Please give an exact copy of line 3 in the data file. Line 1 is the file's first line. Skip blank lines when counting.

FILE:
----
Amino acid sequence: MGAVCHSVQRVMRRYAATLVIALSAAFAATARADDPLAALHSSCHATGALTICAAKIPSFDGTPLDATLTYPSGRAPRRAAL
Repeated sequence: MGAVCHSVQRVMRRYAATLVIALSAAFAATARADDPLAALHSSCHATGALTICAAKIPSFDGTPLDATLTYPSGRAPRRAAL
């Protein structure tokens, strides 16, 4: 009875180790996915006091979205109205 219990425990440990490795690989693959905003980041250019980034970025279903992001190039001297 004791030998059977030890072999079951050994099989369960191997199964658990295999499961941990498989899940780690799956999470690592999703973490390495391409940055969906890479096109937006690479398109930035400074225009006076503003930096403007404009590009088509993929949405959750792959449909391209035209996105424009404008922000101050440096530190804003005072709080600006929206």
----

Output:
């Protein structure tokens, strides 16, 4: 009875180790996915006091979205109205 219990425990440990490795690989693959905003980041250019980034970025279903992001190039001297 004791030998059977030890072999079951050994099989369960191997199964658990295999499961941990498989899940780690799956999470690592999703973490390495391409940055969906890479096109937006690479398109930035400074225009006076503003930096403007404009590009088509993929949405959750792959449909391209035209996105424009404008922000101050440096530190804003005072709080600006929206």